Besides celebrating the 100th anniversary of the legendary Quadrifoglio symbol, Alfa Romeo this year also commemorates the 60th anniversary of Autodelta, the legendary racing department founded by the famous engineer Carlo Chiti and the Chizzola brothers on 5 March 1963.

Based in Feletto Umberto near Udine, the small company aimed to collaborate with Alfa Romeo to construct the Giulia TZ, a compact GT car designed by Zagato. 

This marked the beginning of a hugely successful chapter in international motorsport, prompting Biscione to buy the company in 1965 and make it Alfa Romeo’s official racing department, with the aim to return to international motorsport. Under the charismatic Chiti, the Autodelta workshops were relocated to Settimo Milanese, and some of the most famous Alfa Romeo racing cars came to life here. 

This included the legendary 1965 Giulia Sprint GTA, which won three consecutive European championships, dozens of national championships, and hundreds of individual races (including in South Africa). In 1967 Alfa Romeo developed the 33 prototype to compete in the premier class of international motor racing at the time.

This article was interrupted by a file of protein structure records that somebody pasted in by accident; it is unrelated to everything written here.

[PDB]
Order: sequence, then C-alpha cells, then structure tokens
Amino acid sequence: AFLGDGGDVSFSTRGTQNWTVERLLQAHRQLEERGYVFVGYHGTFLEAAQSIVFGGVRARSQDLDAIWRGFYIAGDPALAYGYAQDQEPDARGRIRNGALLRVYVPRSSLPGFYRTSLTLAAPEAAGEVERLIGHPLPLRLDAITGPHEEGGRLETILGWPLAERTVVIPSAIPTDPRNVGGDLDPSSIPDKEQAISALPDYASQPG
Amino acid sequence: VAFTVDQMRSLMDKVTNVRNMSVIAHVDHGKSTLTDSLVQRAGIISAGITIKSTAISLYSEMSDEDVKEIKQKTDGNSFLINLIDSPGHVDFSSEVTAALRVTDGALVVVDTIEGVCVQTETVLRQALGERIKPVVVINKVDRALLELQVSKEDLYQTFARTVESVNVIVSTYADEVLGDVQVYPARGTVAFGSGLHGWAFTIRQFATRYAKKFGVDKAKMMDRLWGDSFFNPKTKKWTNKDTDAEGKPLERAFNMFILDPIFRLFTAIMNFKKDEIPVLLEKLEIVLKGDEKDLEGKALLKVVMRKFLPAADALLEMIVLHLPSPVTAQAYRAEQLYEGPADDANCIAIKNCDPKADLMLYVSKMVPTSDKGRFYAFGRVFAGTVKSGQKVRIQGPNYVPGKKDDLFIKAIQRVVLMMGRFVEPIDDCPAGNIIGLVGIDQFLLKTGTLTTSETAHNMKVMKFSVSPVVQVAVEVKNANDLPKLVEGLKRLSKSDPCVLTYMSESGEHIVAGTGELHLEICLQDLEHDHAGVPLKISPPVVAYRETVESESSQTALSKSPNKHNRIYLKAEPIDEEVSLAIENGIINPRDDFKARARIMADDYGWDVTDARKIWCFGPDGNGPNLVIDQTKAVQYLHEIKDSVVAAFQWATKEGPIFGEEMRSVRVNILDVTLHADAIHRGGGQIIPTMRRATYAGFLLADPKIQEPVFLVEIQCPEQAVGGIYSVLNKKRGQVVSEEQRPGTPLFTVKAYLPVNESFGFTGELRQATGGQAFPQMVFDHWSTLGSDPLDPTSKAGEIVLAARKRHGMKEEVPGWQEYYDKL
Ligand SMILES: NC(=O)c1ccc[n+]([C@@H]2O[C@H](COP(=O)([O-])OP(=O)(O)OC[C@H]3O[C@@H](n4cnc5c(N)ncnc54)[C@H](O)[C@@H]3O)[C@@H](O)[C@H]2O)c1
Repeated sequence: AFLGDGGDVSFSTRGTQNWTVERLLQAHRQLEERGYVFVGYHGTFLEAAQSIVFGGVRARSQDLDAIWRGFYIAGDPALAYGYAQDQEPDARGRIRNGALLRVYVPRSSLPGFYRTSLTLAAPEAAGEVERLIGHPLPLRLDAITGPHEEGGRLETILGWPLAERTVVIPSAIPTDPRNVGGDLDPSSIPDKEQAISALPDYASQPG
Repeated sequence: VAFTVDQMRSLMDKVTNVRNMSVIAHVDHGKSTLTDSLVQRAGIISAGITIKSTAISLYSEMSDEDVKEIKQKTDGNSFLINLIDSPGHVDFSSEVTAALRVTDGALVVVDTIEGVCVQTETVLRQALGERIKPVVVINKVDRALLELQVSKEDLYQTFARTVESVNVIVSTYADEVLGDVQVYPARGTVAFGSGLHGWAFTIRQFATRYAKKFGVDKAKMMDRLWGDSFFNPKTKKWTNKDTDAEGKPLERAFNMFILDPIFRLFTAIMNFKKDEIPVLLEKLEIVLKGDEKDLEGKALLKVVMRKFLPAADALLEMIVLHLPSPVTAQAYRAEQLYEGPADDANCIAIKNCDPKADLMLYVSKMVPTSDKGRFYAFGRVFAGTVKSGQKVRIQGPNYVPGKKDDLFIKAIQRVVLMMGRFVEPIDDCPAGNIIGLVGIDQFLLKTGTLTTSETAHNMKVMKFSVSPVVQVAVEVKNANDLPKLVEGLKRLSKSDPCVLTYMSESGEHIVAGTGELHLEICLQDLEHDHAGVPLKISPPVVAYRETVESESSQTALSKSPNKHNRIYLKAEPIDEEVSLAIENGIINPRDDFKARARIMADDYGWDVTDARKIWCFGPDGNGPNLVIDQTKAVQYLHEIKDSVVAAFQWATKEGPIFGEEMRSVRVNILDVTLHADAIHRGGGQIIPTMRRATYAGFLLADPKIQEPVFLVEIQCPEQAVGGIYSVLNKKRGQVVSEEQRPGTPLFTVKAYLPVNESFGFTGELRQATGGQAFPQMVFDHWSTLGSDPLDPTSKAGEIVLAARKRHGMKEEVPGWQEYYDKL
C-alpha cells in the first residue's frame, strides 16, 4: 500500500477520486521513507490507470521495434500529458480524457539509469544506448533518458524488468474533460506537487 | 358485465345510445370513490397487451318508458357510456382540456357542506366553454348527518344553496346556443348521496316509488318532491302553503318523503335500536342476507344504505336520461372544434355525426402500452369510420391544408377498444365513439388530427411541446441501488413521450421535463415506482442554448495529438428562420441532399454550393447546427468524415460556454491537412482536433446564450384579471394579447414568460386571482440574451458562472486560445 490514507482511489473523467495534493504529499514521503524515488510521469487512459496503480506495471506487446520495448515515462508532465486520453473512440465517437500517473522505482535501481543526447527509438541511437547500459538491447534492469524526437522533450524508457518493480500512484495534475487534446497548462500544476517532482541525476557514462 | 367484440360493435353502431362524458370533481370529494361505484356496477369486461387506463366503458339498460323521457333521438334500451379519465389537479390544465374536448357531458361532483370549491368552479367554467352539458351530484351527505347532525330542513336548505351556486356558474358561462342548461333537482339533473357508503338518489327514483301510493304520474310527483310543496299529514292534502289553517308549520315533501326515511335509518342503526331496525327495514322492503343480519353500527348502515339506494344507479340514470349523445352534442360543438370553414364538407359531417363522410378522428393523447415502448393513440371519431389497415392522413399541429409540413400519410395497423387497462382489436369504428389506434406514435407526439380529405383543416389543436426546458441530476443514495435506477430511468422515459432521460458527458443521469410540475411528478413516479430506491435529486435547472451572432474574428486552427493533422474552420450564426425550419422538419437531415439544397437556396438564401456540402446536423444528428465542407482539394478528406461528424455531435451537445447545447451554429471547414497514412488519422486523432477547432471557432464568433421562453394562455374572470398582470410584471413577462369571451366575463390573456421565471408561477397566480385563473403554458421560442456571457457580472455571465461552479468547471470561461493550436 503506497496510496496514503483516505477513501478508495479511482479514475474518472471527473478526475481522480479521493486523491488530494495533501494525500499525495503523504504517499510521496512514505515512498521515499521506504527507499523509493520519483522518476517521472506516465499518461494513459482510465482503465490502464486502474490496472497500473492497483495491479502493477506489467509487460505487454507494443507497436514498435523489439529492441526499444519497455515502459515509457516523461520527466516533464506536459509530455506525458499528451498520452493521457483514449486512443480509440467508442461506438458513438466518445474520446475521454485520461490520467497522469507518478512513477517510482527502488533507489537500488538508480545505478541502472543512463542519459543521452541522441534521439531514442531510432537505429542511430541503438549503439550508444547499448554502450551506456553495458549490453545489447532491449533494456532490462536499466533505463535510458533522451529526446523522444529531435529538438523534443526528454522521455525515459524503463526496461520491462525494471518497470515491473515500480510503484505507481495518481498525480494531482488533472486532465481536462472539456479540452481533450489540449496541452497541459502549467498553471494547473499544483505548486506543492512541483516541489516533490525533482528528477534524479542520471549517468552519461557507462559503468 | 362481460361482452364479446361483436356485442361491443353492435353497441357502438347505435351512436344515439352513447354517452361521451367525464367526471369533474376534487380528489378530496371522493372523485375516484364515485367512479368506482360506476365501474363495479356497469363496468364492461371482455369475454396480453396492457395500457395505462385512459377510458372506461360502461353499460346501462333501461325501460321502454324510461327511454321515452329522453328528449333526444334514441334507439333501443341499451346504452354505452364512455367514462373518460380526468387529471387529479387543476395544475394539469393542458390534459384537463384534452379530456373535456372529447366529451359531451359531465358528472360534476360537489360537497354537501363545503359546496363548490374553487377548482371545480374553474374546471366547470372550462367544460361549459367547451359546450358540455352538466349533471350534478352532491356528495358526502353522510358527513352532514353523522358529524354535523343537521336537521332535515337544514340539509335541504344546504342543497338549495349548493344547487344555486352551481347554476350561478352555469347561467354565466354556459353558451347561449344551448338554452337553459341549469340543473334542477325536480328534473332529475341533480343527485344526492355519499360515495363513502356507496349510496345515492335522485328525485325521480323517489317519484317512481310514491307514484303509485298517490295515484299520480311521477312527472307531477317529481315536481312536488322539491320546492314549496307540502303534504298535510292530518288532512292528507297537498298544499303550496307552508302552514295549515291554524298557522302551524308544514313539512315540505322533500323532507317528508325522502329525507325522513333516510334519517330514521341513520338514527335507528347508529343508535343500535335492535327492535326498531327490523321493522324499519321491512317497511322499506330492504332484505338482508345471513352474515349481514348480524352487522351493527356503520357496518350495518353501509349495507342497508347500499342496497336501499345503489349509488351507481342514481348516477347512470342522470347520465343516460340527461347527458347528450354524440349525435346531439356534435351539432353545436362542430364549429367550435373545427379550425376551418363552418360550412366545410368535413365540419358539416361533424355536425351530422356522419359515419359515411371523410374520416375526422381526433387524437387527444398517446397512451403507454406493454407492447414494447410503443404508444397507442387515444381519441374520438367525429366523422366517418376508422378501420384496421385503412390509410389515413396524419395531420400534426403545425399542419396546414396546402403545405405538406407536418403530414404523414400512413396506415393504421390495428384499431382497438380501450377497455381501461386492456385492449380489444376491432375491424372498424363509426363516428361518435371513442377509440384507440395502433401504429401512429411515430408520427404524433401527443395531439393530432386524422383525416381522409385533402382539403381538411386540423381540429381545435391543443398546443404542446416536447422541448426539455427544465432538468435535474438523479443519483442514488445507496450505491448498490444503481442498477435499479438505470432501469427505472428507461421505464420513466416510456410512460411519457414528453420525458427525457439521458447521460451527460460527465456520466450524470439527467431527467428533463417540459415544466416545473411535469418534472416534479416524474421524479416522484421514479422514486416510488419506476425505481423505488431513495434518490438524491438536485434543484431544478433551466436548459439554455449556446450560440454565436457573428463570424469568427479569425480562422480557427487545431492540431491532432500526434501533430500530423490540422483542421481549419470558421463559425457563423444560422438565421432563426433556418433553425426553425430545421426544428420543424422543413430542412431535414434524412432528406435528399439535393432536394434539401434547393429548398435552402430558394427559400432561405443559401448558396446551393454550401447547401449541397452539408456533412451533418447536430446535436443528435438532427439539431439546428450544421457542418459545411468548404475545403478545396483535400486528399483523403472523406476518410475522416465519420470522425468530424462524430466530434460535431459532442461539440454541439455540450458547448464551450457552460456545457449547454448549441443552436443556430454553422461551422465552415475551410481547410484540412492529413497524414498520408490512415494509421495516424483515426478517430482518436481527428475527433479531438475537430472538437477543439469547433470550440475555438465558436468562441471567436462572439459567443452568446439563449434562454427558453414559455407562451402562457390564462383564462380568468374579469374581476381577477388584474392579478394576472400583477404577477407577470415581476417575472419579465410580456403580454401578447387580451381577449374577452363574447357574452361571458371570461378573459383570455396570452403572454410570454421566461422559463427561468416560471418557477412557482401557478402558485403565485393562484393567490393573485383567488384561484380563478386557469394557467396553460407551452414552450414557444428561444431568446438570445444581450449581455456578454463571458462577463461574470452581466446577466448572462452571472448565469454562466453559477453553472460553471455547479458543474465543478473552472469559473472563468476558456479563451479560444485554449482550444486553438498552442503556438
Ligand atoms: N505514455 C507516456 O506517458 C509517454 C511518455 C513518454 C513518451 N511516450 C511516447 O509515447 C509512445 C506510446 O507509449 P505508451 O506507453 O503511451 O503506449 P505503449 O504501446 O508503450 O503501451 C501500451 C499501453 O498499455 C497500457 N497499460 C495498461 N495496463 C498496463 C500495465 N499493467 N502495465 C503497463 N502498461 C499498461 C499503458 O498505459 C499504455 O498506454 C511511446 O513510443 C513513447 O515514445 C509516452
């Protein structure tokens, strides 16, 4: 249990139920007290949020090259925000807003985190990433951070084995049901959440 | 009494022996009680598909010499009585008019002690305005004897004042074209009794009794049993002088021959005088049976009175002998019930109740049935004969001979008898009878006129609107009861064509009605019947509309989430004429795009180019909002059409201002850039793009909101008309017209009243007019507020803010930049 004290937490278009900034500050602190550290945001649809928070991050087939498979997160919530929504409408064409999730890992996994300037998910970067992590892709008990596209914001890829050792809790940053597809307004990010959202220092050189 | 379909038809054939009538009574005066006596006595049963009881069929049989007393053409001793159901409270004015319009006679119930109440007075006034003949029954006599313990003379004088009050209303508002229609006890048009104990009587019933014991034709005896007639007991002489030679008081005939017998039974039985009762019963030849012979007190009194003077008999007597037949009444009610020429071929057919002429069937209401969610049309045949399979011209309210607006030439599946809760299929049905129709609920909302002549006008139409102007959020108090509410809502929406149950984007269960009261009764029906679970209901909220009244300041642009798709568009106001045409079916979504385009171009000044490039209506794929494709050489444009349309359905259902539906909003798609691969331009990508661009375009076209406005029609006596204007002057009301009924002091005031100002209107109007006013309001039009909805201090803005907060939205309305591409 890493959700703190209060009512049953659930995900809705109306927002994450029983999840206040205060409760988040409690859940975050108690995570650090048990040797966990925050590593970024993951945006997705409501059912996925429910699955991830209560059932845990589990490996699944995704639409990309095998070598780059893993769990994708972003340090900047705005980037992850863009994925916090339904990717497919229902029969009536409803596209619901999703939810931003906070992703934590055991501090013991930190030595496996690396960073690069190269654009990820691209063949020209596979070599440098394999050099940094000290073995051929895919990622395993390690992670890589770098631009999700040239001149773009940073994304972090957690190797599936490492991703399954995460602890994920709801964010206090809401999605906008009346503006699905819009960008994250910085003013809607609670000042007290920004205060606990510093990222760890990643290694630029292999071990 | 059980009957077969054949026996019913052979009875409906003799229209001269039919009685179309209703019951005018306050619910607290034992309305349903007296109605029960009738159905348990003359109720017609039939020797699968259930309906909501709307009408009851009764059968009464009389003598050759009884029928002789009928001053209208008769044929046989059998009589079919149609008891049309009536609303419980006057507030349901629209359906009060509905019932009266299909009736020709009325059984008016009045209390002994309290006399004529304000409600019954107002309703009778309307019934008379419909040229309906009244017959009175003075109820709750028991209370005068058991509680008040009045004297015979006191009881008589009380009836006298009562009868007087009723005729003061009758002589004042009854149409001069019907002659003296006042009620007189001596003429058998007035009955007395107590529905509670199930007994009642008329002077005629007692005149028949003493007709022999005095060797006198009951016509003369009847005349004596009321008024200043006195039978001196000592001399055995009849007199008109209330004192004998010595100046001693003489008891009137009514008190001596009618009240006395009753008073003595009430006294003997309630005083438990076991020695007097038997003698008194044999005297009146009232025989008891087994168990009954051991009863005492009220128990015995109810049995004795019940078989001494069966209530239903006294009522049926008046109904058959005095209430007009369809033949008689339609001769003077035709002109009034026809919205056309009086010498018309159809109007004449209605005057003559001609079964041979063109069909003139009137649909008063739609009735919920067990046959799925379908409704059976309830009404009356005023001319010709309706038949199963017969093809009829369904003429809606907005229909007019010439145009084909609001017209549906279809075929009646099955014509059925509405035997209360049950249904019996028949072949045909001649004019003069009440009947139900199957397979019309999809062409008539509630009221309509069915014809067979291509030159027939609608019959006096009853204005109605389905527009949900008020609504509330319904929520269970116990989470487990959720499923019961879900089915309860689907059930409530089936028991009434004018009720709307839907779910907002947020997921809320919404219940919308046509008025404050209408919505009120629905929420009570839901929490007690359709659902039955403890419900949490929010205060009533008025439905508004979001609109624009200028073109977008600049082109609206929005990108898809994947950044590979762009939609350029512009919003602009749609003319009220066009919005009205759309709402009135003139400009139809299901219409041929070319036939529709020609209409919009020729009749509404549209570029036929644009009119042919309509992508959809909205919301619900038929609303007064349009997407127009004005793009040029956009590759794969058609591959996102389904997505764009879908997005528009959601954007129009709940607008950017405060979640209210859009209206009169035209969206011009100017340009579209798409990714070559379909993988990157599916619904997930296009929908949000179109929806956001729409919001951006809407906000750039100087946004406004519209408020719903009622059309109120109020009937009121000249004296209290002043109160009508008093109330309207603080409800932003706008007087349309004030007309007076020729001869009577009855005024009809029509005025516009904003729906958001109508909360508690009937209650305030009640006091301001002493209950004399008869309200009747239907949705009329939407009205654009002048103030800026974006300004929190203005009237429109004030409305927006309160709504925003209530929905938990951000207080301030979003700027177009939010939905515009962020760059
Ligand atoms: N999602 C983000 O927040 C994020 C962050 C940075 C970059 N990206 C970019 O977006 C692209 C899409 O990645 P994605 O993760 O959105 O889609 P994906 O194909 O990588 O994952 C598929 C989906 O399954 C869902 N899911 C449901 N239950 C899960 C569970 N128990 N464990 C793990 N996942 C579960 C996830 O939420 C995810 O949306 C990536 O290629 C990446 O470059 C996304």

The 33/2.0-litre model won its first trophy on debut in Fléron, Belgium. The following year the Autodelta prototype won its category at the 24 hours of Daytona, the 1,000 km of Nürburgring, the 500 km of Imola, and the 24 Hours of Le Mans. The remarkable 33 TT 12 won the World Championship in 1975, repeating it two years later with the 33 SC 12. 

After that, Autodelta took over the management of all Alfa Romeo’s sports programmes, from the Alfasud trophy to Formula 1 (and the GTV 6 3.0 programme in South Africa). Chiti left the company in 1984, and the partnership ended the following year. However, the Autodelta logo was revived by Alfa Romeo two years ago, thanks to the Giulia GTA project.

Report by FERDI DE VOS | Images © ALFA ROMEO


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